08th Sep 2016
Would you abandon your most natural and distinctive urges to go on a discovery of self-belief and self-worth? Modern society would have us believe that living without sexual intimacy is practically impossible; especially when 69% of the internet is pornography and our culture supports and promotes sexual behaviour.?Filomena Kaguako, 26, is a beauty and lifestyle blogger at Enhancewhatsyours.com from Drogheda, who embarked on an extraordinary journey of celibacy over a 12-month period.?The move came about after she discovered?her long-term partner in bed with another woman, which left her feeling devalued, self-conscious and vulnerable. The writer decided to abandon her sex life in the hope of restoring her self-worth?and confidence.
My decision to embark on a journey of celibacy stemmed from the need to find my own value. At some point in my life, I started to associate my worth with sex. I valued myself against how men viewed me and I was giving them the power to control how I felt about myself. My self-worth was based on things external to me, and I knew that I was never going to be happy that way. I decided it was time to take ownership of my mind, my body, and my sense of self. I felt that the only rational way of me achieving that was to abstain from sex, so that’s what I did.
I knew that a couple of months just wouldn’t have been enough for me, and more than 12 months just seemed like a bit too long! I will admit that one year was a bit of an arbitrary decision: I thought I’d be fine. It was only until mid-summer that I thought ?what have I gotten myself into!??
A few months into my year of celibacy, there were some people who thought I wouldn’t last, so in a sense, they motivated me to stay on track, so there was an element of ?proving them wrong.? However, as far as my initial decision goes, it wasn’t sparked on by anyone in particular at the time. The only person I was trying to prove a point to was myself. I was trying to prove that I am valuable and worthy of love – with or without sex.
I discovered that self-acceptance and self-worth could only come from within. I know it is very clich?, and people say it all the time, but I feel that until you go through an experience that forces you to truly grasp this concept and understand how much power and truth it holds, they will always be just words.
There’s nothing enjoyable about depriving yourself of your primitive needs. It’s like going on a no-sugar diet: it’s not enjoyable when you’re dieting, but you reap many benefits from it when it ends! It was a very rewarding experience that gave me a lot of mental clarity.
I think it’s a combination of having strong willpower and maybe being a little bit too unforgiving. As the saying goes; it takes ten times as long to put yourself back together as is does to fall apart, and believe it or not, I had enough self-awareness at the time to know that I would have never forgiven myself had I broken my pledge before it was due to end. If you think about it, nobody is worth breaking a promise like that for – no matter how tempting they may be.
Not everyone was understanding about my journey of celibacy. Most people couldn’t fully make sense of my reasoning behind it, and to be honest, I couldn’t blame them. The notion of celibacy is unheard of in this day and age. It is uncommon to encounter a 25-year-old female who voluntarily decides to abstain from sex for a full year. We live in a culture that has taught us to believe that sex sells and that if you’re not having sex, then there must be something wrong with you.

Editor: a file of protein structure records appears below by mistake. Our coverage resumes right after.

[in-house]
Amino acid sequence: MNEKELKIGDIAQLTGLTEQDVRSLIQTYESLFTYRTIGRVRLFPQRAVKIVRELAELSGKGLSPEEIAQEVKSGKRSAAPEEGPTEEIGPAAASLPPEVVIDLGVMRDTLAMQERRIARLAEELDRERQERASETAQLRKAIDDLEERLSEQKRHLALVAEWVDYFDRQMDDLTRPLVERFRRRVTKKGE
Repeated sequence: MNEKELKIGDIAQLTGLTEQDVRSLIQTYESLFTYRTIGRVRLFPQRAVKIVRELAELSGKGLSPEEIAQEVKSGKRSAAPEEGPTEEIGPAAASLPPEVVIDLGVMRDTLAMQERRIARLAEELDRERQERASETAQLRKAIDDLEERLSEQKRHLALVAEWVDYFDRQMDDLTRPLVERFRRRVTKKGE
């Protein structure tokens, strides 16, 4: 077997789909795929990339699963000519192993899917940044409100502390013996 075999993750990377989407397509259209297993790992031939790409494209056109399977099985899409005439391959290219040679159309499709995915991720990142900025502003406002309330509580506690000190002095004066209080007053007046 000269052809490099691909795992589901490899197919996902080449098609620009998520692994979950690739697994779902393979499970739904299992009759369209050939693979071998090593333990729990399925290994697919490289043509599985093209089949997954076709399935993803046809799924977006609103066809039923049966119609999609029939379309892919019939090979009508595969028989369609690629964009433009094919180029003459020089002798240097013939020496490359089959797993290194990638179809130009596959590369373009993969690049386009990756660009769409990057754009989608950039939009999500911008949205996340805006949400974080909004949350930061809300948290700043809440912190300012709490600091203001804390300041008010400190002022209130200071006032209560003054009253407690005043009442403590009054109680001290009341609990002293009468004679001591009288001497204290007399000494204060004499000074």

?I think we place too much emphasis on sex in society as a whole. As far as relationships go, it’s natural for us to want to act on our animal instincts early on in relationships because that is usually when feelings of attraction and desirability are pretty strong. So I don’t see an issue with it when both parties are in the same boat. The only time I would find it concerning is when one person feels pressured to something they are not ready to. I’ve often heard stories of men ending relationships very early on because the women weren’t putting out. I find it repulsive that there are people out there who would risk losing a potentially good relationship because their partner isn’t comfortable enough to share their body.
The celibacy alone didn’t have any direct physical impact on my body. However, because I spent a lot of the time exercising and building both my mental and physical strength, my body was toned up, and I kept myself in good shape.
After the famine comes the feast. No, not at all – if only! I was dating someone around the time that my vow to celibacy was coming to an end so thankfully, I didn’t have to go looking very far! And for those of you wondering, revirginization from a lack of sex is a myth!
?My decision to be celibate was a personal choice that stemmed from the relationship I had with sex at the time. If I were to ever cross paths with someone whose value system was based on external sources similar to mine during the time of my decision, then I couldn’t recommend it enough. But I would never randomly force celibacy on anyone.
Preparing for my TED Talk was pretty overwhelming.It took place at the end of May in the Roisin Dubh in Galway.? I got the opportunity to share the story of my year-long celibacy and how it helped me discover my own worth. It honestly felt like an out of body experience, but I enjoyed every second of it. I’m also the first black person to give a TED Talk in Ireland!
I’m very excited about the future of my ever-growing blog! At the moment, I’m looking to plan a one-day self-esteem building workshop for young teenagers. I can’t give it all away, but that’s what I’m working on at the moment.?You can keep up to date with Filomena and her journey on Twitter, Instagram and Snapchat at @FilomenaKaguako.
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